Modelling zoonotic disease risk in agricultural systems
A model is a representation of a feature (or part of it) in a form that is easier to understand, define, quantify, visualize or simulate by referencing it to an existing and usually common accepted knowledge. This work package will utilize mathematical models to predict and understand the transmission dynamics of zoonotic and infectious diseases. In simple terms, accurately anticipating a disease outbreak will enable the local health authorities to evaluate the impact of prevention and control programmes in reducing morbidity/mortality, and by so doing, averting the need of costly emergency responses and lessening the impact on national and household economies and on human health. Disease outbreak models and trends will be used to make informed decisions on the relative risk and benefits of preventive measures aimed at managing the risk at low levels prior to infection and create a more resilient society.
The risk network models (parameterized from and validated against the field data) will be used to test different ways of allocating resources to surveillance, by species and location, in order to maximize cost-effectiveness (as DALY-weighted numbers of cases detected). The reduced risk of zoonotic diseases in livestock achieved through enhanced surveillance will improve the marketability of livestock products, nationally and internationally, across the entire study area. This will especially benefit those intending to farm commercially, at however small a scale, and all those involved in the value chain for livestock and livestock products. This will add in the operational capacity and evidence of cost-effectiveness.
A value chain approach (integrated with risk analysis) will also be utilized in the surveillance of zoonotic and infectious diseases because it describes farming systems in a context and therefore describes weak links and opportunities that can amplify disease risk. Value chains also have a number of influences such as consumer demand, agro-ecological factors, farming system, access to technology, access to resources, livelihoods, poverty, institutions, governance etc) any of which can become an important driver of disease emergence and spread. There are obvious limitations to studying single diseases or drivers in isolation (e.g. changes that favour one disease may reduce the risk of another; or effects due to changes in one driver may be outweighed by changes in another). The high quality data to be collected, supported by state-of-the-art, diagnostics, genetics, and economic, statistical and mathematical modeling, will address such limitations.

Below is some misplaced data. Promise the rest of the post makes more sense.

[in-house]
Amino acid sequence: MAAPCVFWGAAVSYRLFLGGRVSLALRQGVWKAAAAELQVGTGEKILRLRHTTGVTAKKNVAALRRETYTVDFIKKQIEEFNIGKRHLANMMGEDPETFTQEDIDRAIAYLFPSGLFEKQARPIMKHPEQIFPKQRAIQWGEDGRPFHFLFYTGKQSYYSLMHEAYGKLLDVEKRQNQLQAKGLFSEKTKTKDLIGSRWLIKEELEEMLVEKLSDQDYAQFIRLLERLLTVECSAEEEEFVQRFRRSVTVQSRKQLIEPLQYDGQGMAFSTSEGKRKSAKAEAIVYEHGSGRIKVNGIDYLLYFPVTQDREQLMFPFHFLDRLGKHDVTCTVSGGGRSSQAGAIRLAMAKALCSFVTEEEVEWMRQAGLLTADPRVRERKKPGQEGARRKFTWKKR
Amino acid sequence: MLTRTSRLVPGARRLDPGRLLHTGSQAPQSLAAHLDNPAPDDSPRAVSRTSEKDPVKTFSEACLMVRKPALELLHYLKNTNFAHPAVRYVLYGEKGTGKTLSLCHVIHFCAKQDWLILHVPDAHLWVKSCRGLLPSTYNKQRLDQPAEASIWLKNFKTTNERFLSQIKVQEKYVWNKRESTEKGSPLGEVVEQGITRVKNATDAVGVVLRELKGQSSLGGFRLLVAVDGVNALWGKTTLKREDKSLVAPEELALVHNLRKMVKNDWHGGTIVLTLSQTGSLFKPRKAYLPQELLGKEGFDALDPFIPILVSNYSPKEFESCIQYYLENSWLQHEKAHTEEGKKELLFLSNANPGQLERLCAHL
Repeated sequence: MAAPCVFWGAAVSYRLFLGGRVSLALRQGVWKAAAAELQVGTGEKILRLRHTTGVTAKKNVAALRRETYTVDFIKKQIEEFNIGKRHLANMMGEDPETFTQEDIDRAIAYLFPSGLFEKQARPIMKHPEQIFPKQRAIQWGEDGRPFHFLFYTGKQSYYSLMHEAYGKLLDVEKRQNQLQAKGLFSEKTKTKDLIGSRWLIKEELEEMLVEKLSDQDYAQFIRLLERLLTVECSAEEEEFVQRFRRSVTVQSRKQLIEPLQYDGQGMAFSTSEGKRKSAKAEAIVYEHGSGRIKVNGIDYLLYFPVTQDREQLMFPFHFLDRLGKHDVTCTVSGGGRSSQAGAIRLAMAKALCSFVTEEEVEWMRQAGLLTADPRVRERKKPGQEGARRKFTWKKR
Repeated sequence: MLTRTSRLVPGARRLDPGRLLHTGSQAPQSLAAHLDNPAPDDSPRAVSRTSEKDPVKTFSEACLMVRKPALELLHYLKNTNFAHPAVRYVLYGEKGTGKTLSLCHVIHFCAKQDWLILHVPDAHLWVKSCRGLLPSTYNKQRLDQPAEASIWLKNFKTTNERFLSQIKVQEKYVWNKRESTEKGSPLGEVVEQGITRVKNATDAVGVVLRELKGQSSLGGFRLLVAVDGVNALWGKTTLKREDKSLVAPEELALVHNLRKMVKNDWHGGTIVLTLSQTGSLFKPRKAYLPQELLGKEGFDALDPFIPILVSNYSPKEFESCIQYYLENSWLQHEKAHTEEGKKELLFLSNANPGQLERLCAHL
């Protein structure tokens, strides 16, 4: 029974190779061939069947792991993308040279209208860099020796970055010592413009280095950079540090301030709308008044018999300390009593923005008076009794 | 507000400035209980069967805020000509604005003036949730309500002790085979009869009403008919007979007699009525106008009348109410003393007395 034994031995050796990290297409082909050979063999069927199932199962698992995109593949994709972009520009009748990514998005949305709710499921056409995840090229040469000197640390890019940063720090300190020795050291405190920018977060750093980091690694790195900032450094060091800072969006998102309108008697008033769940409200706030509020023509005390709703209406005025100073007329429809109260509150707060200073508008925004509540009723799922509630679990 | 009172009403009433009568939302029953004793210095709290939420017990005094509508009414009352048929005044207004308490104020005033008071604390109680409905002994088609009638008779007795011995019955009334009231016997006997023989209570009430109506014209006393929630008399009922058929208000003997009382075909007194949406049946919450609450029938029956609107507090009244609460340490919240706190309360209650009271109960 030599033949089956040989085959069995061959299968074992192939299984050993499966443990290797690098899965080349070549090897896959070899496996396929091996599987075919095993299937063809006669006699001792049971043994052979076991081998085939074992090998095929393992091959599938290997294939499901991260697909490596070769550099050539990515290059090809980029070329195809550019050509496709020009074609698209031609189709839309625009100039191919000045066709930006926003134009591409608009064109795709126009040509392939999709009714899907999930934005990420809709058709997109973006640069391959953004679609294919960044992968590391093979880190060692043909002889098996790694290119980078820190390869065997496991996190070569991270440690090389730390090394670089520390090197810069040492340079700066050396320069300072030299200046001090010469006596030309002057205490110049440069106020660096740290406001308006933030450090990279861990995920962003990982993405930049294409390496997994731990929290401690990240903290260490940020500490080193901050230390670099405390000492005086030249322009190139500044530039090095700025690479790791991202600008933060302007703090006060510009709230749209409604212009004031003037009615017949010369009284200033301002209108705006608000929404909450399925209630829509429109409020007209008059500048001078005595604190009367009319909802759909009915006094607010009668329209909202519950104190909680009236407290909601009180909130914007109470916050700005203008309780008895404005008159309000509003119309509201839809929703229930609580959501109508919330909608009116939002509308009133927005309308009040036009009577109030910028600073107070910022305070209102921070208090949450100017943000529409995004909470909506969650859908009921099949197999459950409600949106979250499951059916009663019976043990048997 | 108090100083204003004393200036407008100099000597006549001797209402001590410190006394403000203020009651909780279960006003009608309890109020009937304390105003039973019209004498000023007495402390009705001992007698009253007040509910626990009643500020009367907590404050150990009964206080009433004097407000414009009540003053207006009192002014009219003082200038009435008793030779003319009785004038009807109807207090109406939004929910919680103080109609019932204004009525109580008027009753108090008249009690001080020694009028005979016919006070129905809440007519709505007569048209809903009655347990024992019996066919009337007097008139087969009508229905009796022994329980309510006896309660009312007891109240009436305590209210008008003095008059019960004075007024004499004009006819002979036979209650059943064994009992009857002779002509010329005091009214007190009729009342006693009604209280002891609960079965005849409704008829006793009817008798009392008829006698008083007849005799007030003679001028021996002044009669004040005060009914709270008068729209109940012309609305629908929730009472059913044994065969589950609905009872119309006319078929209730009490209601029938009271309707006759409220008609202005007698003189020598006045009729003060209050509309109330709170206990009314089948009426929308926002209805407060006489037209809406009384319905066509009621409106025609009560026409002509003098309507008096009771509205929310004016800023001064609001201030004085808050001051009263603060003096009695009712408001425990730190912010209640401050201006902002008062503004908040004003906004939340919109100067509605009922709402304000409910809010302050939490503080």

The goal of this work package is therefore to:
- Identify and quantify risk factors for presence of a zoonotic infection in specific individuals, markets, slabs, hospitals or clinics;
- Identify the risk of infection by distinct serotypes in a case-case format;
- Assess the rapid detection of disease outbreaks and
- Map the rural to urban livestock product value chains
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